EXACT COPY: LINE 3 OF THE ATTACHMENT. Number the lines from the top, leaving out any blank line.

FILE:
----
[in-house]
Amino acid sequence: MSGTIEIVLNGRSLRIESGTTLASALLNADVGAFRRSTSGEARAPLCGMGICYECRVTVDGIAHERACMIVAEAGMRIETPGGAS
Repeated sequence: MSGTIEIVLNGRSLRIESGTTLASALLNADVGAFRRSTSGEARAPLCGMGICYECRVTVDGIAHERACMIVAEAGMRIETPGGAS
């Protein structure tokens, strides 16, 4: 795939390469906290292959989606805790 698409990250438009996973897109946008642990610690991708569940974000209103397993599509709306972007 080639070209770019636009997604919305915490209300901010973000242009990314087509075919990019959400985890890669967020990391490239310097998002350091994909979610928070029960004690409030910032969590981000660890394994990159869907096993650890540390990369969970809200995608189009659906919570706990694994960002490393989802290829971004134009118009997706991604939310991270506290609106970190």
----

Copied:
Repeated sequence: MSGTIEIVLNGRSLRIESGTTLASALLNADVGAFRRSTSGEARAPLCGMGICYECRVTVDGIAHERACMIVAEAGMRIETPGGAS